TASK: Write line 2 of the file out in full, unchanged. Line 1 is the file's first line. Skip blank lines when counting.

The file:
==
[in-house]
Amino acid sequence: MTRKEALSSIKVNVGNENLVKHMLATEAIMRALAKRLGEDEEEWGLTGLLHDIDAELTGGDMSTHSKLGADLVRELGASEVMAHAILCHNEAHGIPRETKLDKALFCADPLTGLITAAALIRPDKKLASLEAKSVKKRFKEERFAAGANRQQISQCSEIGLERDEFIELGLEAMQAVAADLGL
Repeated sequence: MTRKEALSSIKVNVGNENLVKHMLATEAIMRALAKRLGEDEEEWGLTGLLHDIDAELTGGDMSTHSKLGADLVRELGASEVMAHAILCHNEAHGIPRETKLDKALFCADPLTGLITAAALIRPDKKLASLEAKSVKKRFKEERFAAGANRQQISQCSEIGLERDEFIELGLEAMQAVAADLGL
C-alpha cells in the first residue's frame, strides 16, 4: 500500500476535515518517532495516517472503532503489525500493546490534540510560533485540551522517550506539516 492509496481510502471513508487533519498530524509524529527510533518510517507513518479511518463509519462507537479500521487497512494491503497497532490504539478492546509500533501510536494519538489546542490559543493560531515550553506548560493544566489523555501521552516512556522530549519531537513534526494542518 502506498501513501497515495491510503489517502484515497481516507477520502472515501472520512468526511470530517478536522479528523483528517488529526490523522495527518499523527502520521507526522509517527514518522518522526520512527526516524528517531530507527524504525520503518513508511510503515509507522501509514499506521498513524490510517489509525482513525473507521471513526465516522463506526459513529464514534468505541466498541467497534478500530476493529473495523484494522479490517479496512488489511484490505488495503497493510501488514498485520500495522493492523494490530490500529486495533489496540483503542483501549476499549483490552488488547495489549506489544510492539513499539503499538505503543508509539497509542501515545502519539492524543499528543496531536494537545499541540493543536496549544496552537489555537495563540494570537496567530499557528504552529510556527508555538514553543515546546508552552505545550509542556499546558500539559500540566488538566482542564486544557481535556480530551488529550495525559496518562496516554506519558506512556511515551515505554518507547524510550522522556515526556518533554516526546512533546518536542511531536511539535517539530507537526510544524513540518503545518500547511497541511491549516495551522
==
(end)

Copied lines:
Amino acid sequence: MTRKEALSSIKVNVGNENLVKHMLATEAIMRALAKRLGEDEEEWGLTGLLHDIDAELTGGDMSTHSKLGADLVRELGASEVMAHAILCHNEAHGIPRETKLDKALFCADPLTGLITAAALIRPDKKLASLEAKSVKKRFKEERFAAGANRQQISQCSEIGLERDEFIELGLEAMQAVAADLGL